Port Washington resident and 2018 Schreiber High School graduate Julia Gurlitz recently earned the Girl Scouts Gold Award, a program that recognizes the power and dedication shared by an elite group of young women who earn the highest honor a Girl Scout can achieve. Gurlitz, along with more than 70 other Girl Scouts, was honored by the Girl Scouts of Nassau County at its annual Gold Award ceremony at Adelphi Univeristy. Gurlitz, who has been a Girl Scout since kindergarten, has worked her way up to the Gold Award from a Daisy, having previously earned bronze and silver medals with Troops in elementary and middle school.
To earn her Gold Award, Gurlitz had to complete a project that addressed local and global issues. After identifying her area of interest, Gurlitz proposed her project to a mentor last September and then performed more than 80 hours over the past year planning, executing and presenting the results of her project. Gurlitz addressed the issue of water pollution in Manhasset Bay through her project, “Our Beautiful Bay: An Educational Theatre Project.”
“I’ve been to beach clean ups as a Girl Scout and it always upsets me when I’m pulling cans and bottles out of the water,” said Gurlitz, explaining why she chose this topic. “It’s so unnecessary for it to be there when Port prides itself on its waterways.”
Gurlitz combined her love for the environment, theater and teaching to create an educational program to inform children in the area about ways they can make a difference to help preserve the health and beauty of the bay. Having performed in many productions around Port and having written a few of her own plays, she decided to write and produce a cartoon play aimed at five to 10-year-olds to educate them about the harmful effects of water pollution and explain a few small ways they could help.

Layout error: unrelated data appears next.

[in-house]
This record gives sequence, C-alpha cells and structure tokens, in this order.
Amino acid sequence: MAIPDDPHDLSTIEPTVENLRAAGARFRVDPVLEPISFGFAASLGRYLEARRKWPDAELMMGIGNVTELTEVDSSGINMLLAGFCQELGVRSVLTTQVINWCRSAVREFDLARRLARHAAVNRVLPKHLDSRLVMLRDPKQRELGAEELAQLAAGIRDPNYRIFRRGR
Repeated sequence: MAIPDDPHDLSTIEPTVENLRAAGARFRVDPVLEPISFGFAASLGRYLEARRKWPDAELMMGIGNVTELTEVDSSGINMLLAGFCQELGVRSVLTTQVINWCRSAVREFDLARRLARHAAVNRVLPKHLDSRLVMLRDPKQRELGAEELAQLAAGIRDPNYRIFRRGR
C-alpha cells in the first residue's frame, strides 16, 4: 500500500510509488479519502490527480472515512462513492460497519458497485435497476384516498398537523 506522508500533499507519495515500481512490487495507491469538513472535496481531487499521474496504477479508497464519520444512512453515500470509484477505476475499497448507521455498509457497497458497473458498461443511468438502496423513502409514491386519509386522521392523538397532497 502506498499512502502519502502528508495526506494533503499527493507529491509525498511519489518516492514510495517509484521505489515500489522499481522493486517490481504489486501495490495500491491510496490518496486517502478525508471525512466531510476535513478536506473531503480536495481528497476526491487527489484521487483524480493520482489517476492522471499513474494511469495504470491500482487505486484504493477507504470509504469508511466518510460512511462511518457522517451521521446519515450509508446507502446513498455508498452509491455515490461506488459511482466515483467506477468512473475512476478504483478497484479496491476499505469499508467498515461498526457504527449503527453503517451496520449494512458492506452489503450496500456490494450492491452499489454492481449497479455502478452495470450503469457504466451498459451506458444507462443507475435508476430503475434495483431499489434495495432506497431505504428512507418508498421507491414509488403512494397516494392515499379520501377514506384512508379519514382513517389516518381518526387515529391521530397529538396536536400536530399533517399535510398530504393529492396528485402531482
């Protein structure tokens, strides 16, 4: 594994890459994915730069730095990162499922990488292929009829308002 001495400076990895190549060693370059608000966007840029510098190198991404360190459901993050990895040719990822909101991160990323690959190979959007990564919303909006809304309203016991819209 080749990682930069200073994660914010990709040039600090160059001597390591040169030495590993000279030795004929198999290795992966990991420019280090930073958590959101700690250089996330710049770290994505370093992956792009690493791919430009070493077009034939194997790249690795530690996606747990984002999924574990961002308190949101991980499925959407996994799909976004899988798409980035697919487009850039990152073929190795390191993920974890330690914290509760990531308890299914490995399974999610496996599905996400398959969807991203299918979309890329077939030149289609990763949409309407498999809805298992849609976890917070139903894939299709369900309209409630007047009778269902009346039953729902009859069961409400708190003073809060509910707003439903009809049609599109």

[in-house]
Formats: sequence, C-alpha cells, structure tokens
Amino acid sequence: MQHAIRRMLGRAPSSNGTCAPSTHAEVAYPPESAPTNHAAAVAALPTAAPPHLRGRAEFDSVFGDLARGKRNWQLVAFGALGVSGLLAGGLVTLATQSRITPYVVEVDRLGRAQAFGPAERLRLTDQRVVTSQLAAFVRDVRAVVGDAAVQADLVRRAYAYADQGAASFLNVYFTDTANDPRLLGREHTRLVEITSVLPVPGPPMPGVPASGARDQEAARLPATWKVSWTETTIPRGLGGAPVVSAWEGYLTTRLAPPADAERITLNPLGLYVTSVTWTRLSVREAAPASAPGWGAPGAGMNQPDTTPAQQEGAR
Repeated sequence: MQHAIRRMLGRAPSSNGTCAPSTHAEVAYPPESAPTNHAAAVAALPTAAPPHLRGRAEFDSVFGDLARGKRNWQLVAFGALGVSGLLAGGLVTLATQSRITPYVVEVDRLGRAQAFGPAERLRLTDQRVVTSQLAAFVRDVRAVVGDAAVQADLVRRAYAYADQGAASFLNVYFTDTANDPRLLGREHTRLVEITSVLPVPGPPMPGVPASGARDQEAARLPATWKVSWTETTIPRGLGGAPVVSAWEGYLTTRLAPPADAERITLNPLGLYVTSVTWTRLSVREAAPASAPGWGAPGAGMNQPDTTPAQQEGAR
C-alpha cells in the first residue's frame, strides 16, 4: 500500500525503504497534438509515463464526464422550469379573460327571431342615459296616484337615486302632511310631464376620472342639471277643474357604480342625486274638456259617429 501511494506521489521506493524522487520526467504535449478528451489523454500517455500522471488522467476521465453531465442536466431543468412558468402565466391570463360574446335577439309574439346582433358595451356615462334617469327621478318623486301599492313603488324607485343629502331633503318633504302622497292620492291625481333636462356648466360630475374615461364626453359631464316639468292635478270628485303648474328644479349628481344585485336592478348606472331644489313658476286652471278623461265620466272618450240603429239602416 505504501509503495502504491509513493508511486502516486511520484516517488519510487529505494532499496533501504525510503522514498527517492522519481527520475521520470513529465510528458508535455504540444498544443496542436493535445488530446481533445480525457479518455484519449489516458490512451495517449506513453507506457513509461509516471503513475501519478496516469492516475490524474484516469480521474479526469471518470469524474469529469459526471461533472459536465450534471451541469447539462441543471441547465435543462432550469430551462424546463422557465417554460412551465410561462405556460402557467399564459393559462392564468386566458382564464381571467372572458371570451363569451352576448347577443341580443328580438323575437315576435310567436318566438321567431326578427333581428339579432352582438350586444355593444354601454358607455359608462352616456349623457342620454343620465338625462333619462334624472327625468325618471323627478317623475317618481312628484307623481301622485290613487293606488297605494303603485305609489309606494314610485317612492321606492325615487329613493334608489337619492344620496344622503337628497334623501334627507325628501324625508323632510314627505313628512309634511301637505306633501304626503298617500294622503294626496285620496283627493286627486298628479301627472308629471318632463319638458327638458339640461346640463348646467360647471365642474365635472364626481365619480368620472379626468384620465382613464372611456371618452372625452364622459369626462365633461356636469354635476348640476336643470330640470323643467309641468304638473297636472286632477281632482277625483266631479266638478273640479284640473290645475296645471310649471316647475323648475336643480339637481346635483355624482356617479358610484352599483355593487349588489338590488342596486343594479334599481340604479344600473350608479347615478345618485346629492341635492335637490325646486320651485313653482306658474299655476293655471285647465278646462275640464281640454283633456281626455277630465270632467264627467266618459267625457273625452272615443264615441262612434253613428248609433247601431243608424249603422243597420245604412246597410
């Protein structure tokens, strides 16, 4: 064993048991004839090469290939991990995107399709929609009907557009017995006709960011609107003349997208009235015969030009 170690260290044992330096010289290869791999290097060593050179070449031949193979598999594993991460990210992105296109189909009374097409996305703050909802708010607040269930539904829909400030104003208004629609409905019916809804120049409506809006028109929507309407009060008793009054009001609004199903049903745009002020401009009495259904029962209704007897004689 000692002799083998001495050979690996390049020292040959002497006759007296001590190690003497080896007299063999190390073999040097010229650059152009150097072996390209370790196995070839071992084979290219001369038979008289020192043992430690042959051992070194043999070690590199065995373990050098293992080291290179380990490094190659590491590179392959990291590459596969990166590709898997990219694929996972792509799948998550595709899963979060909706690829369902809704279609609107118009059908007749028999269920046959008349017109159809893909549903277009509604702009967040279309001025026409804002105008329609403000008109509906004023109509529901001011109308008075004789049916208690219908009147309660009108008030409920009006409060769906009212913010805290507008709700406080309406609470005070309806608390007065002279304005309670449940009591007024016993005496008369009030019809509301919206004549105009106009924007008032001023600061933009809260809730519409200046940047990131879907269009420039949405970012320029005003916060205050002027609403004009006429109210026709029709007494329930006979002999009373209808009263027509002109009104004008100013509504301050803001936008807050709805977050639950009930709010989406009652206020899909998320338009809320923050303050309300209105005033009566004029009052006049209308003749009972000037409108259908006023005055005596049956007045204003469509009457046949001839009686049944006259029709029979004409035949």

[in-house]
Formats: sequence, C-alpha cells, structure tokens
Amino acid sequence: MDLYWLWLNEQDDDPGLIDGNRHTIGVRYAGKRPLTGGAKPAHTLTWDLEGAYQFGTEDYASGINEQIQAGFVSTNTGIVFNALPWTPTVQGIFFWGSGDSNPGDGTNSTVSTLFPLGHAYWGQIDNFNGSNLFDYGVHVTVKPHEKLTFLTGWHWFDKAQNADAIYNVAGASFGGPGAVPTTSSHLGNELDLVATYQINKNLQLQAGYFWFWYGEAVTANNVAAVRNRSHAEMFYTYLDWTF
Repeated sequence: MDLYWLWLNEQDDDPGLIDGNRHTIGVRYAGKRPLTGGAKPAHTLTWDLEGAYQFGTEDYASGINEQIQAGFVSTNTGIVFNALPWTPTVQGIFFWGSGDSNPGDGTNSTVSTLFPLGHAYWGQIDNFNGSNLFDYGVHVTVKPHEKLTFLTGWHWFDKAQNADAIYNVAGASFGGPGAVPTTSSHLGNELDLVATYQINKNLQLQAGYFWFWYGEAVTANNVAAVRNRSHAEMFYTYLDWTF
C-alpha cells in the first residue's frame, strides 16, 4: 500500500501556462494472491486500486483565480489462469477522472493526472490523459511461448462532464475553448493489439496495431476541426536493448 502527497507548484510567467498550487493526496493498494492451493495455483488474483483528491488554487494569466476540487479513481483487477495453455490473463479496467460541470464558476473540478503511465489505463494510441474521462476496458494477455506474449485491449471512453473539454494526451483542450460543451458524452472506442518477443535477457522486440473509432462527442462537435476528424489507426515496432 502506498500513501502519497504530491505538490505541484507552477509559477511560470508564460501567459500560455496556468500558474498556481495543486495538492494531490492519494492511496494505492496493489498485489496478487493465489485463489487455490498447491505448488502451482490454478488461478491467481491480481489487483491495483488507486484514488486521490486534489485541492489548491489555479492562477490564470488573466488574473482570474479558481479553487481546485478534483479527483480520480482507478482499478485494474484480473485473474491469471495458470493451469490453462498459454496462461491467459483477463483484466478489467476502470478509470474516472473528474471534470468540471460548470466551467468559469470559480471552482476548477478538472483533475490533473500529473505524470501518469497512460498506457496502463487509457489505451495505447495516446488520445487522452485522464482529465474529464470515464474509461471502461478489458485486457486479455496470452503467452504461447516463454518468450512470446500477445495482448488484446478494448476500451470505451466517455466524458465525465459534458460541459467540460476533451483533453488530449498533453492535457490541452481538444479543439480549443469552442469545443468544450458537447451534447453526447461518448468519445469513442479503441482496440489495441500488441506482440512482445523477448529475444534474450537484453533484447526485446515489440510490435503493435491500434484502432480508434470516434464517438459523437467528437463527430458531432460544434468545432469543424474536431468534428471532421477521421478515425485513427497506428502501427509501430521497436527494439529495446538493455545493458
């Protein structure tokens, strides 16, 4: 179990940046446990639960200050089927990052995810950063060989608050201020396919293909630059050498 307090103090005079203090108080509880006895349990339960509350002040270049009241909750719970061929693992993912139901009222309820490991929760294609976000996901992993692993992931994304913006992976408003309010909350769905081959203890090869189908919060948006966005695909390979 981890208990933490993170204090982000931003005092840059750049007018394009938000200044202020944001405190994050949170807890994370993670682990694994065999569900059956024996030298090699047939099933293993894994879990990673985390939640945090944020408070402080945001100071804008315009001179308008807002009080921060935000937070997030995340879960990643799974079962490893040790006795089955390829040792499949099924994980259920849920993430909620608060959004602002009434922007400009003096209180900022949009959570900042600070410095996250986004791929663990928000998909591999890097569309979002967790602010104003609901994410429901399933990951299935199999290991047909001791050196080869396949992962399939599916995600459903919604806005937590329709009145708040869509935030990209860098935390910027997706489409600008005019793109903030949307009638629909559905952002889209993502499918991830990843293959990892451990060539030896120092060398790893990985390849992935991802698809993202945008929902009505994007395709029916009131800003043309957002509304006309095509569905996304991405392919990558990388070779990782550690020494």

“I had a lot of trouble coming up with what to do because [the project] is so many hours and seems so big when you look at it on paper,” said Gurlitz. “I’m very interested in theater. I’ve been directing and writing since sixth grade. It’s been such a large part of my life. Bringing that into my Gold Award seemed like the perfect thing to do, and combining my love of theater, the environment and teaching seemed like the perfect project for me.”
Gurlitz, along with members of the Schreiber High School drama club (some of whom were also Girl Scouts), performed the play that held messages about reusing shopping bags, using reusable water bottles instead of plastic and telling their parents to use organic lawn maintenance methods and pick up dog feces at My Spectrum School, Friends Together, the Parent Resource Center after school program at Landmark on Main Street and to local Girl Scout Troops in town.
Gurlitz created learning boxes with smaller versions of the materials she used in the play along with index cards that summarized the play. She later donated the materials from her play and the learning boxes to a local Girl Scout Troop so that they could continue to perform it.
“When we sat down with kids and read through cards, and when they acted it out with the puppet, they grasped the concept,” said Gurlitz. “They understood it is happening—not really why it’s happening—but they understood how to help fix it. They were much more enthusiastic than I thought they would be.”
Gurlitz will be attending George Washington University in Washington, D.C. in the fall, where she plans to major in environmental science.
“As of right now, I won’t be actively participating in the Girl Scouts, but I think for the rest of my life, it will be a big part of who I am,” she said. “Who knows, maybe one day I’ll be a Girl Scout leader. I think the biggest thing I learned from Girl Scouts is the fact that helping your community is so much easier than it seems. Girl Scouts has really taught me that whether you can figure out a way to do it yourself or come together as a group, you can really accomplish anything.”